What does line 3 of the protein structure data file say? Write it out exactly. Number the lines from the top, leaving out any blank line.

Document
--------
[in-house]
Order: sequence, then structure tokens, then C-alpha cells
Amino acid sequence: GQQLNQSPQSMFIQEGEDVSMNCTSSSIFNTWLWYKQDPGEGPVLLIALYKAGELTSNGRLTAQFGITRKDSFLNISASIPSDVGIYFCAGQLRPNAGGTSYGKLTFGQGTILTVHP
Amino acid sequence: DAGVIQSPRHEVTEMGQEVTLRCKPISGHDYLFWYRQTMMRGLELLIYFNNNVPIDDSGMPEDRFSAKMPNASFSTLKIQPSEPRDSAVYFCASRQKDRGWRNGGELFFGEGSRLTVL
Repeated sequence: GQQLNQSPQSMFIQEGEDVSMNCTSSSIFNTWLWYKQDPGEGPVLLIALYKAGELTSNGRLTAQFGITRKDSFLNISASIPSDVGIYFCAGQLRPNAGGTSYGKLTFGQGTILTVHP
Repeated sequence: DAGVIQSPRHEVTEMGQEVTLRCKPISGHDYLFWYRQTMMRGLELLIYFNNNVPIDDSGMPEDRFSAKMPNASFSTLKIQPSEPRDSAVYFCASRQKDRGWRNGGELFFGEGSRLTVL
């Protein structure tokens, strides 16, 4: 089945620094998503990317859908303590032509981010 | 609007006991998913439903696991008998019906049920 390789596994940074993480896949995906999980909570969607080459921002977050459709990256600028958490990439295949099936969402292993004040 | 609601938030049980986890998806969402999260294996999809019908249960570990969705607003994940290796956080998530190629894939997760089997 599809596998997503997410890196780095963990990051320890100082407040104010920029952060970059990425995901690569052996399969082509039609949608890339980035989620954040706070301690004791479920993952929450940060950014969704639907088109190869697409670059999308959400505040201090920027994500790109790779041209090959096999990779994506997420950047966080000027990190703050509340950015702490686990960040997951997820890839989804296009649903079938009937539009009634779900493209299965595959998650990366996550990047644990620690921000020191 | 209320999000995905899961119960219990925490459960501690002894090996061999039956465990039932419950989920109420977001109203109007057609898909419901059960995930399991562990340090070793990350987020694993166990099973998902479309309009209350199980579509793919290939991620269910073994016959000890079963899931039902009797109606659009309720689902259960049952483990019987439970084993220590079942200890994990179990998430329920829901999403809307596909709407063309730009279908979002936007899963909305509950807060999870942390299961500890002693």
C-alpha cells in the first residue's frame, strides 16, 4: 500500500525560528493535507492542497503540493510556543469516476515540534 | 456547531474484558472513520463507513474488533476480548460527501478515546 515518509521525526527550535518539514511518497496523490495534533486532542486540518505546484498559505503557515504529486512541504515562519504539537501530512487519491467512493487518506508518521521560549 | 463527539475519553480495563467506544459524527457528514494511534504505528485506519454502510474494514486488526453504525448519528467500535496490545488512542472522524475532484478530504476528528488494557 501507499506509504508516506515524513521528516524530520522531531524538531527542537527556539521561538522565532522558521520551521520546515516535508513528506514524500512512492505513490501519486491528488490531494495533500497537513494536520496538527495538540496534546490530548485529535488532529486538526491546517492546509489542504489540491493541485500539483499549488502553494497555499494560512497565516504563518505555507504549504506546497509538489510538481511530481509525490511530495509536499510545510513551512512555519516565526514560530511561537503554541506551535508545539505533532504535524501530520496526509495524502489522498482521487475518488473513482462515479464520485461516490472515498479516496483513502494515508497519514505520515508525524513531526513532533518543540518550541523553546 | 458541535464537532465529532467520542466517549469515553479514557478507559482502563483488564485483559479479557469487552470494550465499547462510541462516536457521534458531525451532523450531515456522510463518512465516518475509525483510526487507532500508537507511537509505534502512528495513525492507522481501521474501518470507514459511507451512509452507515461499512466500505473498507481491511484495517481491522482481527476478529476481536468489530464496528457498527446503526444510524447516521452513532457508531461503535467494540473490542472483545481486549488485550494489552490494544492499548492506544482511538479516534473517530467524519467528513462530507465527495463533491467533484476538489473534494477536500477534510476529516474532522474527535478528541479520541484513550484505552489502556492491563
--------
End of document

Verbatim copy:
Amino acid sequence: GQQLNQSPQSMFIQEGEDVSMNCTSSSIFNTWLWYKQDPGEGPVLLIALYKAGELTSNGRLTAQFGITRKDSFLNISASIPSDVGIYFCAGQLRPNAGGTSYGKLTFGQGTILTVHP